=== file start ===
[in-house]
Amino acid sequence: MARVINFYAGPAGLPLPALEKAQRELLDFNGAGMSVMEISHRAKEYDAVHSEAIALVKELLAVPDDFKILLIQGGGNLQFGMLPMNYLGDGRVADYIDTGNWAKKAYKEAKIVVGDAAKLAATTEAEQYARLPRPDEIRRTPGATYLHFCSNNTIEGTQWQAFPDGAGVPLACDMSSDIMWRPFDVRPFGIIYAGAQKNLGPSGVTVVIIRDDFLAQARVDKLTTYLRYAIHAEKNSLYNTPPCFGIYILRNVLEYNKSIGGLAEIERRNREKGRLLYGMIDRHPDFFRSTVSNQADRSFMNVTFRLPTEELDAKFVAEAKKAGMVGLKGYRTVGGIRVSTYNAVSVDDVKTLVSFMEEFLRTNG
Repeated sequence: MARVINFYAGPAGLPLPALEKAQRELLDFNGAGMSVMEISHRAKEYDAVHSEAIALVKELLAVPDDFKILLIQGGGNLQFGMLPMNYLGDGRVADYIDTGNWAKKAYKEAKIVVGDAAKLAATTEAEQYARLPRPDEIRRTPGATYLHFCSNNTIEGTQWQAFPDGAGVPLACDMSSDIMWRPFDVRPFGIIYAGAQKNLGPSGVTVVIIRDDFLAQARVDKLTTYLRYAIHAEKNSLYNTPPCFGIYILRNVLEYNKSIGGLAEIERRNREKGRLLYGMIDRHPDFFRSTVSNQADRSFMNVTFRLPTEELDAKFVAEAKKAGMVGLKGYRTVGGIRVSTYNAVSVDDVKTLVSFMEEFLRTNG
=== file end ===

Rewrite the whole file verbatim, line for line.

[in-house]
Amino acid sequence: MARVINFYAGPAGLPLPALEKAQRELLDFNGAGMSVMEISHRAKEYDAVHSEAIALVKELLAVPDDFKILLIQGGGNLQFGMLPMNYLGDGRVADYIDTGNWAKKAYKEAKIVVGDAAKLAATTEAEQYARLPRPDEIRRTPGATYLHFCSNNTIEGTQWQAFPDGAGVPLACDMSSDIMWRPFDVRPFGIIYAGAQKNLGPSGVTVVIIRDDFLAQARVDKLTTYLRYAIHAEKNSLYNTPPCFGIYILRNVLEYNKSIGGLAEIERRNREKGRLLYGMIDRHPDFFRSTVSNQADRSFMNVTFRLPTEELDAKFVAEAKKAGMVGLKGYRTVGGIRVSTYNAVSVDDVKTLVSFMEEFLRTNG
Repeated sequence: MARVINFYAGPAGLPLPALEKAQRELLDFNGAGMSVMEISHRAKEYDAVHSEAIALVKELLAVPDDFKILLIQGGGNLQFGMLPMNYLGDGRVADYIDTGNWAKKAYKEAKIVVGDAAKLAATTEAEQYARLPRPDEIRRTPGATYLHFCSNNTIEGTQWQAFPDGAGVPLACDMSSDIMWRPFDVRPFGIIYAGAQKNLGPSGVTVVIIRDDFLAQARVDKLTTYLRYAIHAEKNSLYNTPPCFGIYILRNVLEYNKSIGGLAEIERRNREKGRLLYGMIDRHPDFFRSTVSNQADRSFMNVTFRLPTEELDAKFVAEAKKAGMVGLKGYRTVGGIRVSTYNAVSVDDVKTLVSFMEEFLRTNG